Black Panther: Wakanda Forever is a film of many contrasts. At its heart, it’s a story about grief: the ways people grieve, the love born out of grief, and the anger that emerges from having lost something worth grieving. It’s a film about the ebb and flow between science and faith, the struggle between technology and tradition in the frantic search for answers to unanswerable questions. Ultimately, it’s a story about the resiliency of those who fight and live on in the face of insurmountable odds, and in honor of those who left us far too soon, yet still live on in our hearts.
[Ed. note: This is a spoiler-free review. Further in-depth coverage of the film’s plot points to come, marked with spoiler warnings.]
The premise of Ryan Coogler’s follow-up to his 2018 film Black Panther arises so organically from its predecessor that most of the turbulence around the film’s production is left invisible. In Black Panther, Erik Killmonger (Michael B. Jordan) destroys Wakanda’s entire supply of the heart-shaped herb — the bioluminescent flower responsible for endowing Wakanda’s hero-protector, the Black Panther, with regenerative vitality and superhuman strength. And T’Challa (Chadwick Boseman) chooses to reveal Wakanda’s true power on the global stage.
Both elements are just as significant to Black Panther: Wakanda Forever, as Boseman’s death in 2020, a loss so monumental that proceeding without acknowledging it — via the “I’m a different person now; let’s move on” method that the Marvel Cinematic Universe used to recast Edward Norton’s version of Bruce Banner, or Terrence Howard’s take on Col. James “Rhodey” Rhodes — would be an unconscionable disservice. And not only to his memory, but to the impact Boseman had on developing Black Panther’s character, and the impact that Black Panther had on its audience.
King T’Challa is dead. Nearly a year after his sudden passing, his friends and loved ones continue to mourn, retreating into the shelter of their respective habits and obligations to shield themselves from the emotional brunt of their loss. Meanwhile, the outside world trains its sights on Wakanda, vying to claim its invaluable resources. An even greater threat emerges in the form of the mythical underwater city of Talokan and its leader: the wing-footed mutant Namor (Tenoch Huerta), who’s worshiped by his people as a living god.
As a consequence of T’Challa deciding to share the truth about Wakanda’s technological advances with the rest of the world at the end of Black Panther, Namor has reason to believe Earth will soon discover Talokan’s existence. That threat inspires him to rise from the depths of the ocean and declare preemptive war against the surface world. His actions quickly make him an enemy of Wakanda and its ruler, Queen Ramonda (Angela Bassett). Namor is undeterred by this, however. If Wakanda will not back his war, then as far as he’s concerned, they can catch these hands too.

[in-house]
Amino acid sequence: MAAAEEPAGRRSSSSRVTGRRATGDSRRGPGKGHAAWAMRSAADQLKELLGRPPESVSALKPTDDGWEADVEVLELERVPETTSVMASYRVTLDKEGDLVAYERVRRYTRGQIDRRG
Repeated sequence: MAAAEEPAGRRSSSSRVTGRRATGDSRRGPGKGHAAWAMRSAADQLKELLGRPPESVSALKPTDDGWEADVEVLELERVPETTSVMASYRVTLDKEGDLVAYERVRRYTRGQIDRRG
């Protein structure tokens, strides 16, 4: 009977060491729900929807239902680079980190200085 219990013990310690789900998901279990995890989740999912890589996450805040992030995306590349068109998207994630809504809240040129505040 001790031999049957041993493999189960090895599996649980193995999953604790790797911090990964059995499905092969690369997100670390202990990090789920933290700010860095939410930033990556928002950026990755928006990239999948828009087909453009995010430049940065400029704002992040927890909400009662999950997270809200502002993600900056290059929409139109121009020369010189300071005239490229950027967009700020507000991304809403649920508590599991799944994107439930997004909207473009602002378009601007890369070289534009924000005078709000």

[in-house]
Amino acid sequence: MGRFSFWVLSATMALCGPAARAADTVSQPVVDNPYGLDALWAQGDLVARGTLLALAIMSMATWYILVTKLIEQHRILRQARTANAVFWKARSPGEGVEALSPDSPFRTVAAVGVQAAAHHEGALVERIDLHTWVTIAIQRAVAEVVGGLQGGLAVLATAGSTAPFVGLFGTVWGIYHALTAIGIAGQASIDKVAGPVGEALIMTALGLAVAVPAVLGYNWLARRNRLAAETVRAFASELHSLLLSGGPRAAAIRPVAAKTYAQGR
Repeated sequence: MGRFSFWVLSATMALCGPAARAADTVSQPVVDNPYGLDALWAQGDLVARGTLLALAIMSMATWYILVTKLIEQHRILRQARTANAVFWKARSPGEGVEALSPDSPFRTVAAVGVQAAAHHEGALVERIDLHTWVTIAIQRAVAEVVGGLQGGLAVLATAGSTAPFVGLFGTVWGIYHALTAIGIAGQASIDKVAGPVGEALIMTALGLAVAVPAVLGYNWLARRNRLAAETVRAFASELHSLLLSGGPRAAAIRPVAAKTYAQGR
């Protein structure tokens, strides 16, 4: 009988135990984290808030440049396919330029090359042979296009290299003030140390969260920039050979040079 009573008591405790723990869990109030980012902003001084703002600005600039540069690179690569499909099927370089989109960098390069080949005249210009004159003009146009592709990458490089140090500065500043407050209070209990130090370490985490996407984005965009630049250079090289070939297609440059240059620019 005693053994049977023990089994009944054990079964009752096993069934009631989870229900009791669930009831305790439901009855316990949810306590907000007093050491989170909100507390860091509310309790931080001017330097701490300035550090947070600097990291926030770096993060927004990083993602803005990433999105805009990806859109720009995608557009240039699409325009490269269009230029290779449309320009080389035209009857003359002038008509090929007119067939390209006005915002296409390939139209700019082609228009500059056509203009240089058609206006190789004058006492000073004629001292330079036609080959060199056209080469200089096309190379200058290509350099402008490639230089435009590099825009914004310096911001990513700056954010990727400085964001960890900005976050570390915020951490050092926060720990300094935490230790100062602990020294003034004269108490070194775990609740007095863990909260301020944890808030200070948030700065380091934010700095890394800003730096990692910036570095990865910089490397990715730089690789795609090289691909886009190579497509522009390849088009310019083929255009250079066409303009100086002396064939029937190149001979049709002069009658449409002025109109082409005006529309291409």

Like Black Panther before it, Wakanda Forever arrives in American theaters at a time of great significance and political uncertainty, both within its own universe and in our real-world culture. The original film — which brought to life the dream of the African diaspora in the form of Wakanda, an African nation that was never conquered or despoiled of its resources by Western powers — was released just a month after Donald Trump derided African nations, Haiti, and El Salvador as “shithole countries.” The timing was so apt and poetic that it defied coincidence.
Wakanda Forever somehow feels even more intimately woven into the tapestry of its own moment, which is both extraordinary and fitting. With T’Challa’s death (and Boseman’s) at its crux, Wakanda Forever is an altogether darker, more complicated film than its predecessor. Coogler’s script, co-credited to Joe Robert Cole, focuses on the ways in which grief can morph into something awful and hateful under duress, and if left unresolved for too long. In their respective mourning, Shuri and Namor are foils, accentuating by example the self-destructive ways in which denying grief only serves to prolong it.
The resemblances extend to their respective cultures, with Wakanda and Talokan — though continents and oceans apart — sharing a common spirit of defensive isolationism born out of fear of the destructive abuses of colonialism. Both nations revere their anointed leaders as gods, whose powers may or may not be derived from the same otherworldly force, which adds to the emotional heft of their inevitable conflict.